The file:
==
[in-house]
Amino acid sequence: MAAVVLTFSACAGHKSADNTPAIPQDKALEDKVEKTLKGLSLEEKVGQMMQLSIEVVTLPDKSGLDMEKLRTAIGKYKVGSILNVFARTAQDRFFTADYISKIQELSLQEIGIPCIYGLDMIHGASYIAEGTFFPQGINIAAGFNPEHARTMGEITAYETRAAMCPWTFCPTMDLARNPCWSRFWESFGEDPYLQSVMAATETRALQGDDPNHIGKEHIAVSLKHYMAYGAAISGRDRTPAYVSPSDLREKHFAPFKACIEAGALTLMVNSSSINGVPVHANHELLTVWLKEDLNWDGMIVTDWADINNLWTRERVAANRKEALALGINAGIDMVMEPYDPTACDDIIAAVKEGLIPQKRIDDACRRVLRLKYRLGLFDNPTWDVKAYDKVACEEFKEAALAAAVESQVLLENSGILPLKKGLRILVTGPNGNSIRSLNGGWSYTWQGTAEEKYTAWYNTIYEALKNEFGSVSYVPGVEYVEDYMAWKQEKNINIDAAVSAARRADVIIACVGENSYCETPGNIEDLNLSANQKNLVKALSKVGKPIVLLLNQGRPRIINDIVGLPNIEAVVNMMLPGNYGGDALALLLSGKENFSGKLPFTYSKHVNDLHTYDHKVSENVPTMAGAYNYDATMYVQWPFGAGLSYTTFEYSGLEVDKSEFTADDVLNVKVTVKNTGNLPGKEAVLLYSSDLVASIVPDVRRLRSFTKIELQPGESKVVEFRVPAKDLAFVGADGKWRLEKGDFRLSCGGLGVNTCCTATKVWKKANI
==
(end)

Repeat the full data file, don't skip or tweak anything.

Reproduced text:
[in-house]
Amino acid sequence: MAAVVLTFSACAGHKSADNTPAIPQDKALEDKVEKTLKGLSLEEKVGQMMQLSIEVVTLPDKSGLDMEKLRTAIGKYKVGSILNVFARTAQDRFFTADYISKIQELSLQEIGIPCIYGLDMIHGASYIAEGTFFPQGINIAAGFNPEHARTMGEITAYETRAAMCPWTFCPTMDLARNPCWSRFWESFGEDPYLQSVMAATETRALQGDDPNHIGKEHIAVSLKHYMAYGAAISGRDRTPAYVSPSDLREKHFAPFKACIEAGALTLMVNSSSINGVPVHANHELLTVWLKEDLNWDGMIVTDWADINNLWTRERVAANRKEALALGINAGIDMVMEPYDPTACDDIIAAVKEGLIPQKRIDDACRRVLRLKYRLGLFDNPTWDVKAYDKVACEEFKEAALAAAVESQVLLENSGILPLKKGLRILVTGPNGNSIRSLNGGWSYTWQGTAEEKYTAWYNTIYEALKNEFGSVSYVPGVEYVEDYMAWKQEKNINIDAAVSAARRADVIIACVGENSYCETPGNIEDLNLSANQKNLVKALSKVGKPIVLLLNQGRPRIINDIVGLPNIEAVVNMMLPGNYGGDALALLLSGKENFSGKLPFTYSKHVNDLHTYDHKVSENVPTMAGAYNYDATMYVQWPFGAGLSYTTFEYSGLEVDKSEFTADDVLNVKVTVKNTGNLPGKEAVLLYSSDLVASIVPDVRRLRSFTKIELQPGESKVVEFRVPAKDLAFVGADGKWRLEKGDFRLSCGGLGVNTCCTATKVWKKANI